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Ditto Clear


#1

Someone requested I post my experiences with Rio’s Ditto Clear
RTV mold compound. I’m new to mold making and wanted to make a
mold of an expensive wax and save it. Well, Ditto Clear takes two
days to harden which is kind of a bummer. The other annoying
thing about this stuff is after removing from the frame all four
corners and the sprue opening hadn’t hardened completely and were
sticky. I’m pretty sure I used enough catalyst as the rest of
the mold and most importantly the inside was hardened. I put it
under a lamp to warm it for several hours but the sticky part
never hardened. I cut the four corners off. I did a test on a
commercial wax and to try my hand at cutting a mold open, I did
fair at that and seeing the item inside was helpful. Anyway, it
looks like it will accomplish what I want it to do and am making
the mold for the real wax tonite so will you know if it does the
same sticky thing. Dave

Kickass Websites for the Corporate World http://www.kickassdesign.com
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#2

Dave, I have been casting carved wax models for a number of high
quality jewelry stores for the past 20 years… so far, i have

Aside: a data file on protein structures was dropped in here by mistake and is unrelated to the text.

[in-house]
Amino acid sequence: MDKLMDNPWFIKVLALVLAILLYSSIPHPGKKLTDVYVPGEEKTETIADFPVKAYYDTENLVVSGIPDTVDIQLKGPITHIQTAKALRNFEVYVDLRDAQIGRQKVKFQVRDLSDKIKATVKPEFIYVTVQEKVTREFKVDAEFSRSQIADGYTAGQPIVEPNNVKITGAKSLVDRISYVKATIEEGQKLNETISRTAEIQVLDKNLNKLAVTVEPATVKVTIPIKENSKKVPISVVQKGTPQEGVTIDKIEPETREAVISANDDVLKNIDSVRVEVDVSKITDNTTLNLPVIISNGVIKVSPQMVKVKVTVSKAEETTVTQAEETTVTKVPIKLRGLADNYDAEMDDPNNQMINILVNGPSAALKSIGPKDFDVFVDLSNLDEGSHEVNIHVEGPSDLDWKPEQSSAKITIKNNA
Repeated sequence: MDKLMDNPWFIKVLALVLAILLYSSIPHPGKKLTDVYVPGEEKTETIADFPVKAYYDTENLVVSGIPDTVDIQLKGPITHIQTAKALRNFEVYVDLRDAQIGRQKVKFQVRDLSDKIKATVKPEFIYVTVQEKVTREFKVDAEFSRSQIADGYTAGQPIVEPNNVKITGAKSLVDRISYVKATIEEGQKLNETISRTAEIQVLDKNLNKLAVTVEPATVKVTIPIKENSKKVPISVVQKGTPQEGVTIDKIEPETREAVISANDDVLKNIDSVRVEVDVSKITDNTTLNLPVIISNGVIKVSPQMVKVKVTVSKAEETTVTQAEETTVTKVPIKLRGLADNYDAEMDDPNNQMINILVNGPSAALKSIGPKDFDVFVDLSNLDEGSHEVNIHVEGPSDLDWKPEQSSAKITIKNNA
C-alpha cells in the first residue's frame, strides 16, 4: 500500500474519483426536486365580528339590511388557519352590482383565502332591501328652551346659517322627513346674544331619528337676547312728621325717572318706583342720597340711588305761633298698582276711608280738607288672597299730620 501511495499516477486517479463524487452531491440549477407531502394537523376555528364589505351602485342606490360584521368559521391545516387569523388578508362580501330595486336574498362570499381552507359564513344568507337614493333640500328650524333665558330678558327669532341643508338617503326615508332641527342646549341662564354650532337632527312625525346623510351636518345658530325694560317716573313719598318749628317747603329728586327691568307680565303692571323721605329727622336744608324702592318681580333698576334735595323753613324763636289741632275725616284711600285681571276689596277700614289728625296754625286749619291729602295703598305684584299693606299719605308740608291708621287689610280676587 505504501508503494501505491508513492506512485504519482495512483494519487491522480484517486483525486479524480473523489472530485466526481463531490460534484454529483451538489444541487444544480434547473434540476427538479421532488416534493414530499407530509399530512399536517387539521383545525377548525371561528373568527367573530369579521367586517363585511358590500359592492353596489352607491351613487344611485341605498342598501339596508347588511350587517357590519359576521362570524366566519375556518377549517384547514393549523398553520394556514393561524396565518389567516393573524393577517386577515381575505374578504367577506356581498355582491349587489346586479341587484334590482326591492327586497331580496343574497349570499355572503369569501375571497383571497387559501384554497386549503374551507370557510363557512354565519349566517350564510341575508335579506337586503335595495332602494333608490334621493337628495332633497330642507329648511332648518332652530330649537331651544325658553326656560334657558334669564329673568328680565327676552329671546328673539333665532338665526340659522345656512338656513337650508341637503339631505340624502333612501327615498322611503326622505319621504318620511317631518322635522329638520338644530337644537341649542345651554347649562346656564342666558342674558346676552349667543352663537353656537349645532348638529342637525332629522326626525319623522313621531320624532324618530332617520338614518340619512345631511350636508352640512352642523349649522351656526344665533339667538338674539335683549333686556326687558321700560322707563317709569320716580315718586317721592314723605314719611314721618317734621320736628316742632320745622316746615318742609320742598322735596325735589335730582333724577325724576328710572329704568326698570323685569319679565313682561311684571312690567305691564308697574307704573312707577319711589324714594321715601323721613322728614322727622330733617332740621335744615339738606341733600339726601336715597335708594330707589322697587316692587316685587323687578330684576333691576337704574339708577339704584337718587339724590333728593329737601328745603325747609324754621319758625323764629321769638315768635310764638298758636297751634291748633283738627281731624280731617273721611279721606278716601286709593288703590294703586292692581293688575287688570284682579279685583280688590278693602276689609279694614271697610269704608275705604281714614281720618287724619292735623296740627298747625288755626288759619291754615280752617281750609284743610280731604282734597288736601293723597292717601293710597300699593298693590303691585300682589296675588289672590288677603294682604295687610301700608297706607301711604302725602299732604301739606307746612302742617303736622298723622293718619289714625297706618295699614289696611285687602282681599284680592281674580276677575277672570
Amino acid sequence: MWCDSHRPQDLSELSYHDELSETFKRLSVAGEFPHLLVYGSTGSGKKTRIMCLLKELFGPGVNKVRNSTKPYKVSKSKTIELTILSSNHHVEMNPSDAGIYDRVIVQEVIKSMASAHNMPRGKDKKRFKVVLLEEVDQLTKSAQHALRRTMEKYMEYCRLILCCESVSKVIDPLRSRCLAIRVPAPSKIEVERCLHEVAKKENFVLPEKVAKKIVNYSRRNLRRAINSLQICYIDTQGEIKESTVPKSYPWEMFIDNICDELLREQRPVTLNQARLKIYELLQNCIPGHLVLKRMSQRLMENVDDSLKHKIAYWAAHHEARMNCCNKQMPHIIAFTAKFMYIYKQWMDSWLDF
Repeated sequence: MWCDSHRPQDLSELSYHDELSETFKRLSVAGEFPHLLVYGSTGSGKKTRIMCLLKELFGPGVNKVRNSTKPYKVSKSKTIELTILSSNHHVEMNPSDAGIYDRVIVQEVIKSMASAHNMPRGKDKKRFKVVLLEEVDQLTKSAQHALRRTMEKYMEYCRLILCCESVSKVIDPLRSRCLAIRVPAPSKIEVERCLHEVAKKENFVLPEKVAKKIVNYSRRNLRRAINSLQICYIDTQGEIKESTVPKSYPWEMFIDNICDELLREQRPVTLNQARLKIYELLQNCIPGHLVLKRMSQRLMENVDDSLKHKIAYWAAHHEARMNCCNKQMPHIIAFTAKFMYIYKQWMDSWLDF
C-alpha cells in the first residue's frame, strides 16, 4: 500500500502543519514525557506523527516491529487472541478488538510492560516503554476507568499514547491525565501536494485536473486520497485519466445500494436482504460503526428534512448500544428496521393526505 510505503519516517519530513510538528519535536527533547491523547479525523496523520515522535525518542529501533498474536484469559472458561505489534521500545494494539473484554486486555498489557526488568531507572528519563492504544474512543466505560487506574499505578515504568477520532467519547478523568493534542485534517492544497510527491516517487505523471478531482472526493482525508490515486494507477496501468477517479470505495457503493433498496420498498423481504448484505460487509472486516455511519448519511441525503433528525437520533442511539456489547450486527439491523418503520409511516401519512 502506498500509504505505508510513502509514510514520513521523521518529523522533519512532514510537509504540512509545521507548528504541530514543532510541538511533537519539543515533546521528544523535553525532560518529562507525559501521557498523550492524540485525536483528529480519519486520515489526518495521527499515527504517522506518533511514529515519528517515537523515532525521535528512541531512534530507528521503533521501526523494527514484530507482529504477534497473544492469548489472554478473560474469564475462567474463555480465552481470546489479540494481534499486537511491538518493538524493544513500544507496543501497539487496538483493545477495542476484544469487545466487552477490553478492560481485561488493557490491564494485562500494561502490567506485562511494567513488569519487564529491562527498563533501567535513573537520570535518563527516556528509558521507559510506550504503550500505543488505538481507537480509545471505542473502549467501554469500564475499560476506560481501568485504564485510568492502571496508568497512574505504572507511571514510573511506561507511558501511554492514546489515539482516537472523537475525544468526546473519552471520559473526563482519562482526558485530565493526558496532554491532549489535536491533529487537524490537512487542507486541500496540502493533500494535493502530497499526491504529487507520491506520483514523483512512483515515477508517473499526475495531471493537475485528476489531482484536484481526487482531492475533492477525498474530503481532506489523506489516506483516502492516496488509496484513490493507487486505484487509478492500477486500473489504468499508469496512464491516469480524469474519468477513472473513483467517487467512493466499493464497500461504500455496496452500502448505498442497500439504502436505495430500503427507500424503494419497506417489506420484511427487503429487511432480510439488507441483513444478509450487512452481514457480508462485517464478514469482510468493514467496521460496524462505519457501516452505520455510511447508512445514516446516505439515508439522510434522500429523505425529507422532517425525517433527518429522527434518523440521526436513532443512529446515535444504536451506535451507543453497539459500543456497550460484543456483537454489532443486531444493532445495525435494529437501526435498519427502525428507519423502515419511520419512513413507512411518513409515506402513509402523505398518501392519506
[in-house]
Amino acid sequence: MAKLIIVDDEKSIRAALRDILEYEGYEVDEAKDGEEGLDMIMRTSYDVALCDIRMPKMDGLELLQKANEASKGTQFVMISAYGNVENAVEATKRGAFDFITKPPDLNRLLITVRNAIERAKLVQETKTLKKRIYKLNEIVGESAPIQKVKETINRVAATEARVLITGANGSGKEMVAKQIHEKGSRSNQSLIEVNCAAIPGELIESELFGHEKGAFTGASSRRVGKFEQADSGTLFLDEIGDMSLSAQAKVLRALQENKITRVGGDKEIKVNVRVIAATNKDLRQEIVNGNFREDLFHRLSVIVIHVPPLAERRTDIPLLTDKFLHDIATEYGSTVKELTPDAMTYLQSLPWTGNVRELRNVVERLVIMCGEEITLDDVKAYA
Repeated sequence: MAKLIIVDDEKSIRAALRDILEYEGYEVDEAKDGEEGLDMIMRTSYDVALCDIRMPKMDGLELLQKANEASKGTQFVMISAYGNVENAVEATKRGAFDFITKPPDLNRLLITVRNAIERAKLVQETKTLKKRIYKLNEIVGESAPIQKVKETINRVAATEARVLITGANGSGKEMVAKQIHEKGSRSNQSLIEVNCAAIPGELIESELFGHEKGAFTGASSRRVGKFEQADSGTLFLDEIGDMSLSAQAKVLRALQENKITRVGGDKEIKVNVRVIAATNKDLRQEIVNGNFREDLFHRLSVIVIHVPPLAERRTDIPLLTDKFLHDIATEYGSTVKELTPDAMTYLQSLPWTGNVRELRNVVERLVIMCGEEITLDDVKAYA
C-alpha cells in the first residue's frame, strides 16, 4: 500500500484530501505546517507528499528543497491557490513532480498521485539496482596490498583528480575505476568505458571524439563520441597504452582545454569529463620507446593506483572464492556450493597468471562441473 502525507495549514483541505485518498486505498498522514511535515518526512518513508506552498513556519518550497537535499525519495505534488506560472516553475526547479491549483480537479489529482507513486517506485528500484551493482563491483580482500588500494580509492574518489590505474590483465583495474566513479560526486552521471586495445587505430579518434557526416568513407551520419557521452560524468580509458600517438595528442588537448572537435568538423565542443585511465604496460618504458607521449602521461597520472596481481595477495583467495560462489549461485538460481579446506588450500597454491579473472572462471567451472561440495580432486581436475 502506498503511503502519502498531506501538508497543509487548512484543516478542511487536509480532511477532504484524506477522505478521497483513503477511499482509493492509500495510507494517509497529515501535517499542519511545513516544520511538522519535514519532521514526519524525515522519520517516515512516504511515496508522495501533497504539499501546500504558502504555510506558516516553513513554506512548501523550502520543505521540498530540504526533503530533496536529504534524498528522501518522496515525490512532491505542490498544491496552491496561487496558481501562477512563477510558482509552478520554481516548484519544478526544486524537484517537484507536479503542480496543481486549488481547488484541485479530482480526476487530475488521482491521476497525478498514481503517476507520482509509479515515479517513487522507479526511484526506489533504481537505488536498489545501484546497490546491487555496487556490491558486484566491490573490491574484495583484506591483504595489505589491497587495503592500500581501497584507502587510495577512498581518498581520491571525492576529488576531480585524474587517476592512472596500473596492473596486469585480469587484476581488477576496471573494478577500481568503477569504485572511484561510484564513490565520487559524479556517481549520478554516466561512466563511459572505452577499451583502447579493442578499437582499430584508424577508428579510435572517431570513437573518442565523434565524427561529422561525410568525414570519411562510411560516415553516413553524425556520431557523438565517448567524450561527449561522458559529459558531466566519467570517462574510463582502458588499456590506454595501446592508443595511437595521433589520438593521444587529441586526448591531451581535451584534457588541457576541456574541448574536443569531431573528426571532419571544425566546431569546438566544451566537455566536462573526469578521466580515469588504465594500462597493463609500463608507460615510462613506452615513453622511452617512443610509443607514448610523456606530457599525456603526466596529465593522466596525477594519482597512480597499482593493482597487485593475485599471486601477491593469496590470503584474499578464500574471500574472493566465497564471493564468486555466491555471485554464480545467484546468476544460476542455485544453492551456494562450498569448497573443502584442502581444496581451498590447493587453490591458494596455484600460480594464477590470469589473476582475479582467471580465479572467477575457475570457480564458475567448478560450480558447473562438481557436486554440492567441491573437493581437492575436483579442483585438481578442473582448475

never lost a casting… and the castings are clean and porosity
free. I take a lot of extra precautions in the casting process.

I use the best investment , mixed for strength. all my
investment and water is weighed on digital scales…models are
individually cast in their own miniature flasks. all oven
temperatures are digitally controlled and the items to be cast
are done so at a temperature specific to the item, even if it
means waiting an extra hour or 2 for the item to achieve the
correct flask temp. I have found that it often costs more in time
and materials to make an rtv mold than to cast the wax directly.
If you follow some of the above parameters, you could cast ti
yourself. If you wish, I would be happy to cast your carved waxes
for you… Daniel Grandi http://www.racecarjewelry.com
sales@racecarjewelry.com


#3

Hi: appreciate the offer but I already made the mold, this is my
first time and did a mediocre job of cutting the mold open but at
least the wax is undamaged. Only reason for doing this is that I
paid a wax carver $175 to carve a figurative piece for me and
afraid I’d remember that when casting and sneeze in the melt or
something and blow it. I’ve never really blown a casting but just